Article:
In reading the passage from Levy about the social issues that goes into housing planning, I immediately thought about the viral rant from Spike Lee last month, when he talked about gentrification. For those of you who haven’t heard the rant yet, the link is attached (Note: the audio and transcript are both expletive-filled, so the audio is NSFW). This rant provides an interesting, personal take on the downfalls of gentrification, and the importance housing policy has on a neighborhood.

Spike Lee in 2012 (Source: José Cruz/ABr via Wikimedia Commons)

Spike Lee in 2012
(Source: José Cruz/ABr via Wikimedia Commons)

Levy notes that “through the mechanisms of cost, one pattern of housing may favor racial integration whereas another will favor racial segregation.” He goes on further to say that the formation “of the ‘urban underclass’ is in part due to prolonged, large-scale unemployment in urban areas. Thus decisions about housing policy effect what many regard as one of America’s most pressing social problems.” Housing policy plays a huge role in the make-up of a community, as policies can try to encourage certain types of people to move in while discouraging others. This can clearly be done depending on the types of housing units that are planned. For example, discouraging low-income, affordable housing in one area for upscale, loft style apartments can greatly restrict the amount of racial integration of a neighborhood. Without incorporating things like mixed-income housing, that area will be highly homogeneous. This greatly impacts a poorer and usually minority population. These ideas relate to the notion of gentrification, which is a term for the arrival of wealthier people in an existing urban district, often at the cost of displacing poorer residents.

Gentrification seems something that most cities would want to strive for, as this can be used for increasing their economic outlook, but this often occurs at the cost of the history and culture of neighborhoods. Lee’s argument, while largely based on a few personal experiences, makes some interesting points that should at the very least start a debate on the pros-vs.-cons of gentrification. He really attacks the influx of white residents in areas of Brooklyn that were traditionally high-minority residents.Spike Lee refers to loss of culture as the “Christopher Columbus Syndrome”, where white people are moving into historically black neighborhoods (example: Brooklyn) and changing the culture of these towns. In places like Brooklyn, cultural aspects that have reflected the historical black population for the last century are being hampered and changed into things that are more culturally acquiescent to the newly moving in whites. Lee uses an example of music playing in a park to show how culture is being eroded. He uses the example of  of Mount Morris Park, where for 40 years the playing of African drums can be heard on the weekends, and now they can’t do it anymore because the new inhabitants said the drums were too loud.

Example of gentrification: 2nd Ave Deli, a local fixture that opened in 1954 in the East Village, moved in 2006. Now there's a Chase bank there.  (Source: James and Karla Murray via Huffington Post)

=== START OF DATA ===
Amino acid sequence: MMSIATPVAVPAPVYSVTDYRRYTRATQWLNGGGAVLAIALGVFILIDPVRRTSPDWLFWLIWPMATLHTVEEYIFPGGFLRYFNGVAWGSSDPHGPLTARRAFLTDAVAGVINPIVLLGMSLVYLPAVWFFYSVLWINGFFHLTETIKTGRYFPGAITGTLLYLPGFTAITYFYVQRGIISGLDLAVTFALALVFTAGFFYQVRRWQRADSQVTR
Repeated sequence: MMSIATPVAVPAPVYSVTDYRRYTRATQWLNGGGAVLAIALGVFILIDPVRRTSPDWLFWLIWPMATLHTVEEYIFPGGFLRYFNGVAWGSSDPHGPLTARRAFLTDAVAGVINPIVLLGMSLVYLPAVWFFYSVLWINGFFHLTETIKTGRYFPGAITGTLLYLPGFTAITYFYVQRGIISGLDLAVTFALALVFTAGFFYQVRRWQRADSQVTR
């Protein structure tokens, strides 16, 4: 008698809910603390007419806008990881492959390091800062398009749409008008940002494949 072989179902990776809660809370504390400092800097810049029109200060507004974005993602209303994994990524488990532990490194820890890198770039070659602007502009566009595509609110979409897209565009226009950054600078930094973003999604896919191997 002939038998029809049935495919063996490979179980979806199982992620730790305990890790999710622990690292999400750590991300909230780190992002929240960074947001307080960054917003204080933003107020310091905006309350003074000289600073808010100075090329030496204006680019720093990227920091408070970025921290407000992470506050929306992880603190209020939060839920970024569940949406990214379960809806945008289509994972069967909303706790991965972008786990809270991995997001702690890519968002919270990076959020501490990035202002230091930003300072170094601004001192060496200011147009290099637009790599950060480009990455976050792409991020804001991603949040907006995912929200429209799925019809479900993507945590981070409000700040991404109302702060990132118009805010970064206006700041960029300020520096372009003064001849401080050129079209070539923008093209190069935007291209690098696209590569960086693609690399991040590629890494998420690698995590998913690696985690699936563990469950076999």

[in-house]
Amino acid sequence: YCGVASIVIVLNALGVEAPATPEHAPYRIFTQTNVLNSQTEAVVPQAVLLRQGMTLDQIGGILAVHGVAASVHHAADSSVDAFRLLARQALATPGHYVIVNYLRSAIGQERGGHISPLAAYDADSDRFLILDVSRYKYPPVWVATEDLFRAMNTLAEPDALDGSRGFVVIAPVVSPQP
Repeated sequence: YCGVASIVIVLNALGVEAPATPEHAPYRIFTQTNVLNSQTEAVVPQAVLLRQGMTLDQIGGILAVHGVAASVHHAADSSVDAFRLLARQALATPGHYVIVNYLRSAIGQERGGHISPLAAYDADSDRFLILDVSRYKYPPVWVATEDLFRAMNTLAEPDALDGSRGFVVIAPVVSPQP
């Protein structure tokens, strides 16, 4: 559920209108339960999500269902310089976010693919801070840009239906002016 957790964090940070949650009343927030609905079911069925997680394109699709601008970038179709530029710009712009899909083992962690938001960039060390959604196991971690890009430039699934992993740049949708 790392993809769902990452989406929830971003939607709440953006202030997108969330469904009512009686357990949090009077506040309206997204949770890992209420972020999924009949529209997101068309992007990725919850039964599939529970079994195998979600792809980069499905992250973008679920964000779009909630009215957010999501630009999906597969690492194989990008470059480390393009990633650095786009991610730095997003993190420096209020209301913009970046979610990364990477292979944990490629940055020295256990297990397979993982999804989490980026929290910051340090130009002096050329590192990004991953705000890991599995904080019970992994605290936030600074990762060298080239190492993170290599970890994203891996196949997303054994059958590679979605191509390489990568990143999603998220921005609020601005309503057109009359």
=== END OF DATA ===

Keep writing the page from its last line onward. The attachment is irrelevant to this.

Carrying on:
Example of gentrification: 2nd Ave Deli, a local fixture that opened in 1954 in the East Village, moved in 2006. Now there’s a Chase bank there.
(Source: James and Karla Murray via Huffington Post)

Breaking down his argument to its core, it’s a resistant to change: the changing of the cultural identity of a neighborhood can be in conflict with the historical composition of the neighborhood. There is more to this change than just cultural aspects, however, as by forcing certain people out of an area changes the economic landscape. Businesses are forced out, and with that, cornerstones to blocks and streets are eroded away.  The Huffington Post offered a very good visual representation of this effect of gentrification. Throughout the photos, like the one on the left, mom-and-pop stores get forced out and changed into branches of larger companies or chain restaurants. I have nothing against banks and ATMs, as they provide important services, but what does a Chase bank bring to the culture of this neighborhood? It is replacing a local fixture that has been around for half-a-century, and provides a resource much more important than just sandwiches: the Deli provides a link back to the history of the neighborhood. I understand that economic forces take place and dictate what types of development and businesses grow, but I think that historic institutions need to be given more reverence. By just replacing links to the past with big-box retailers and chain restaurants, we are crafting cookie-cutter streets, with zero personality. Neighborhoods try to attract higher-income residents by catering to their needs, often times at the expense of  people who have lived in an area for decades.

I understand and empathize with Spike’s argument. By crafting policies that aim to just increase the financial stability of an area, non-tangible things (like culture) are lost.   Gentrification does not have to be bad for the culture of an area. Policy-makers just need to work on integrating neighborhoods better. The successful mixing of higher-income residents with lower-income residents, as well as different racial groups, can make streets more vibrant. Think about the amount of culture and history that can be shared between the two groups, and proper intermingling can be blended into new and interesting experiences. Whether gentrification is a good force or a bad one is still up for debate. At the very least, Spike Lee’s rant on the subject should get an unpleasant, but important, conversation started.